JetBlue captain’s erratic behavior forces emergency landing, reports say
Published March 27, 2012
AMARILLO, Texas – A JetBlue plane was forced to make an emergency landing in Amarillo, Texas, Tuesday after the captain had a ‘medical situation’ while on the plane.
JetBlue 191, which was headed from New York’s Kennedy Airport to Las Vegas, was forced to make the landing after the pilot reportedly ran up and down the aisles screaming “Say your prayers” after he was locked outside the cockpit, The New York Post reported, citing a passenger.
“Someone next to me said he was saying something about bombs,” recounted the passenger,
Tiffany Lee, 26, to the paper. Another passenger told Fox 5 News that a man wearing a pilot’s uniform ran down the aisle screaming and banging on the cockpit door to let him in.
One of the flight attendants reportedly got on the intercom and asked passengers to restrain the man. Several followed the instructions and pinned the man until the plane landed, the report said.
One of the four passengers who helped subdue the man was a retired NYPD sergeant, The Post reported.
David Gonzalez, a former corrections officer who was headed to a security conference in Las Vegas, told Fox News that the pilot tried to break into the cockpit and struggled with the flight attendants and appeared to want to open the plane’s side door.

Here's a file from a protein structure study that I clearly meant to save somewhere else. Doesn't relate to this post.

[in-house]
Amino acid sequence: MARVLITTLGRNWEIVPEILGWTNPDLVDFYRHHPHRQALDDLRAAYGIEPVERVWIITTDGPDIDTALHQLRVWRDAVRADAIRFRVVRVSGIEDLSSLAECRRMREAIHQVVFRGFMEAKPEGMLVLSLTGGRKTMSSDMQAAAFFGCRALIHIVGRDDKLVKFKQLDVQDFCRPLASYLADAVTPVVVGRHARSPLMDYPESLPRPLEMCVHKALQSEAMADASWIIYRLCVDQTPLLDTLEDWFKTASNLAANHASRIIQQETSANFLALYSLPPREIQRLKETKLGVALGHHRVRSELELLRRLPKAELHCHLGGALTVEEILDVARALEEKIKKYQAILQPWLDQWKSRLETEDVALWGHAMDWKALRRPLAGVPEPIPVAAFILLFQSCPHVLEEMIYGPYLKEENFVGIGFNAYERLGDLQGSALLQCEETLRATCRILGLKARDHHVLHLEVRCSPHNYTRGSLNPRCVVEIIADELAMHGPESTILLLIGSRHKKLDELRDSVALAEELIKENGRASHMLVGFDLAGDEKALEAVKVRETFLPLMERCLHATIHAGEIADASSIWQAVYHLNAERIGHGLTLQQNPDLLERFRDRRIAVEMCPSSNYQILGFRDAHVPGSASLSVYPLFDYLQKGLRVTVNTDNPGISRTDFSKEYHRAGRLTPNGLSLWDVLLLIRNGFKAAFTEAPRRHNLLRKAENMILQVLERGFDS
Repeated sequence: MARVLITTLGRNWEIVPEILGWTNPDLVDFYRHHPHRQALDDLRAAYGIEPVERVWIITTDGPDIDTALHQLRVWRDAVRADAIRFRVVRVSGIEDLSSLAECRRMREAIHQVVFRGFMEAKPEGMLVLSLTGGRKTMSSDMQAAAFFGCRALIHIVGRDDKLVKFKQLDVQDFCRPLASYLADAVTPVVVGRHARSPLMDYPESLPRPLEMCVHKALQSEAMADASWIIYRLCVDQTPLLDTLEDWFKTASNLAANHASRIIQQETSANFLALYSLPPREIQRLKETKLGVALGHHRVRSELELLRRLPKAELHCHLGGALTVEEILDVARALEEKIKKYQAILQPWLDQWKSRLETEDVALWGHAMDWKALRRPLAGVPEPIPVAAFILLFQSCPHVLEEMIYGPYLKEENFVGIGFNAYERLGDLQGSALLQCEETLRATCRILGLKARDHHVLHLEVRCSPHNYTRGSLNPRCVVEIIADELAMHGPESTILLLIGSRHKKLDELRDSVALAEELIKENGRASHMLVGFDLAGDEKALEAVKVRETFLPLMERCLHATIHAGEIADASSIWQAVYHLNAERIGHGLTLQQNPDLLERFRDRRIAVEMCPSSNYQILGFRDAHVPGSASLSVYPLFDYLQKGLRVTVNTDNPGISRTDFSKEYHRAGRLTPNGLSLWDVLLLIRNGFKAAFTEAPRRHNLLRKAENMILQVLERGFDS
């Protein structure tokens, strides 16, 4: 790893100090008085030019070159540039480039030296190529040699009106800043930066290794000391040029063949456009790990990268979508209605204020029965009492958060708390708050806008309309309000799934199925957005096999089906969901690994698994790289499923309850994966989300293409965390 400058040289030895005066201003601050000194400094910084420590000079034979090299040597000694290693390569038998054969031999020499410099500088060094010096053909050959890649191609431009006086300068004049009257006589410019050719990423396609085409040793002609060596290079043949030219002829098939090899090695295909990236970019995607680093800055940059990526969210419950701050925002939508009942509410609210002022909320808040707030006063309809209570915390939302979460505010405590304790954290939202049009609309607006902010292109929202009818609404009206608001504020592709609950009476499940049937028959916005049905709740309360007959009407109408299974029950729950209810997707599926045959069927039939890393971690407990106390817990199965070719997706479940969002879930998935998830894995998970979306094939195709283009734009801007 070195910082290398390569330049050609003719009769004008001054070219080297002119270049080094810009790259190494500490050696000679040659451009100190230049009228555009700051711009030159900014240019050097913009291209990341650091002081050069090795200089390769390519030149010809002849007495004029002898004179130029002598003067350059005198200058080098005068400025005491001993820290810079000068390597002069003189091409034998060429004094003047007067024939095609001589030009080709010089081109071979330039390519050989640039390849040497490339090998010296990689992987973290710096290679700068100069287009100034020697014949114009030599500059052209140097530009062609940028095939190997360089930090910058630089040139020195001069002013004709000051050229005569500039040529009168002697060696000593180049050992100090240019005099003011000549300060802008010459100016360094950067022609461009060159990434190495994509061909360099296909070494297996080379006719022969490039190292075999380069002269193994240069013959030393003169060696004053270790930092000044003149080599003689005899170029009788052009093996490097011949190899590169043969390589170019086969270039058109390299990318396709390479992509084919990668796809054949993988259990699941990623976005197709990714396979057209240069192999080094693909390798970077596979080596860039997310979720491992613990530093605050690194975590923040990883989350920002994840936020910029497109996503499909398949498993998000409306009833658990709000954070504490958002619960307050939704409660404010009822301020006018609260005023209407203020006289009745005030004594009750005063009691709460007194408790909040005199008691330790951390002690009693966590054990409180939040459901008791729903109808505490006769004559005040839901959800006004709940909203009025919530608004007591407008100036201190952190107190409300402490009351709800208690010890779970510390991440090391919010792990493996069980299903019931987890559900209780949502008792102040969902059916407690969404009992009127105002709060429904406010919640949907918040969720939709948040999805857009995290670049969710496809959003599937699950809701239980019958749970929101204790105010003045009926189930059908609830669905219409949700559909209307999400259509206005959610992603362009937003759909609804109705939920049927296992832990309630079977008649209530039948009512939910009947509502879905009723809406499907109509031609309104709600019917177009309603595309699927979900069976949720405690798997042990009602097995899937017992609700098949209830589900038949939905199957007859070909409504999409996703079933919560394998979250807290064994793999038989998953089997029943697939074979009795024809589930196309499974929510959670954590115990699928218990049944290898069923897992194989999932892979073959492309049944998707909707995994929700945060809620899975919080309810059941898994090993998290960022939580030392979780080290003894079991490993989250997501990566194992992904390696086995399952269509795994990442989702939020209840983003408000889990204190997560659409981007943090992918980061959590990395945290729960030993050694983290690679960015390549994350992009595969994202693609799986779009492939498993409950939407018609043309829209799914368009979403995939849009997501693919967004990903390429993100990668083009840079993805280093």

“I said, ‘Hey, what’s the problem,’” Gonzalez said. “And the stewardess said, “Can you help me?’”
Gonzalez said the pilot began yelling about Iraq and Iran. After a two minute struggle, Gonzalez said he was able to subdue the pilot. Other passengers then stepped in and tied the pilot, he said.
One of the co-pilots reportedly convinced the captain to leave the cockpit and locked him out, CBSDFW.com reported. Another JetBlue pilot, who was off-duty but on the plane, took over the other’s duties.
“He picked the wrong plane. Huge guys just tackled him. The response was Olympics kind of stuff,” one passenger said, according to CBSDFW.com.
There are reports that the pilot may have been a war veteran.
A spokeswoman from JetBlue told FoxNews.com that the passengers will be reimbursed for the flight and receive a credit for twice the value of their ticket. The airline would not release the pilot’s name or medical history.